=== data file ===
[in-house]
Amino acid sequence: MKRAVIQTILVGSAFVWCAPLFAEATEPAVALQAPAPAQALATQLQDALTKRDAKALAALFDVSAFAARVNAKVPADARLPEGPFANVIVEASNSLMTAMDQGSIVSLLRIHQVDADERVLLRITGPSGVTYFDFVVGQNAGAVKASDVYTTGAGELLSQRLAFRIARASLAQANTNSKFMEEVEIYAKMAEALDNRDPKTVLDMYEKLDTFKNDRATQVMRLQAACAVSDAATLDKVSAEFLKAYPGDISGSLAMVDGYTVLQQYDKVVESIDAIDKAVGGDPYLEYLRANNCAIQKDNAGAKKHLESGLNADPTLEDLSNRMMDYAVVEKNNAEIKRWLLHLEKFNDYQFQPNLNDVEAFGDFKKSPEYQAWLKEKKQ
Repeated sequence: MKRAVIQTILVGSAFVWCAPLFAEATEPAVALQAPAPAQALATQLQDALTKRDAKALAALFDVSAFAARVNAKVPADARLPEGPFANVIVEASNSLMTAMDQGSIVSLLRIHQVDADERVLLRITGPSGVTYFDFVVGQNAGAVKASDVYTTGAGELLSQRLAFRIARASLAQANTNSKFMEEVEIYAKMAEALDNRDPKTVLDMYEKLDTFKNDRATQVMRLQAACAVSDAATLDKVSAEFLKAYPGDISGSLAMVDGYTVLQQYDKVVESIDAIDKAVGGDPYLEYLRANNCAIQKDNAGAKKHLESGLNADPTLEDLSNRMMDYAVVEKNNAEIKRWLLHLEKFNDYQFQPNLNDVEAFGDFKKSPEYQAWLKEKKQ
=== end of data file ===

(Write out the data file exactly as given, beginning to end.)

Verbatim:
[in-house]
Amino acid sequence: MKRAVIQTILVGSAFVWCAPLFAEATEPAVALQAPAPAQALATQLQDALTKRDAKALAALFDVSAFAARVNAKVPADARLPEGPFANVIVEASNSLMTAMDQGSIVSLLRIHQVDADERVLLRITGPSGVTYFDFVVGQNAGAVKASDVYTTGAGELLSQRLAFRIARASLAQANTNSKFMEEVEIYAKMAEALDNRDPKTVLDMYEKLDTFKNDRATQVMRLQAACAVSDAATLDKVSAEFLKAYPGDISGSLAMVDGYTVLQQYDKVVESIDAIDKAVGGDPYLEYLRANNCAIQKDNAGAKKHLESGLNADPTLEDLSNRMMDYAVVEKNNAEIKRWLLHLEKFNDYQFQPNLNDVEAFGDFKKSPEYQAWLKEKKQ
Repeated sequence: MKRAVIQTILVGSAFVWCAPLFAEATEPAVALQAPAPAQALATQLQDALTKRDAKALAALFDVSAFAARVNAKVPADARLPEGPFANVIVEASNSLMTAMDQGSIVSLLRIHQVDADERVLLRITGPSGVTYFDFVVGQNAGAVKASDVYTTGAGELLSQRLAFRIARASLAQANTNSKFMEEVEIYAKMAEALDNRDPKTVLDMYEKLDTFKNDRATQVMRLQAACAVSDAATLDKVSAEFLKAYPGDISGSLAMVDGYTVLQQYDKVVESIDAIDKAVGGDPYLEYLRANNCAIQKDNAGAKKHLESGLNADPTLEDLSNRMMDYAVVEKNNAEIKRWLLHLEKFNDYQFQPNLNDVEAFGDFKKSPEYQAWLKEKKQ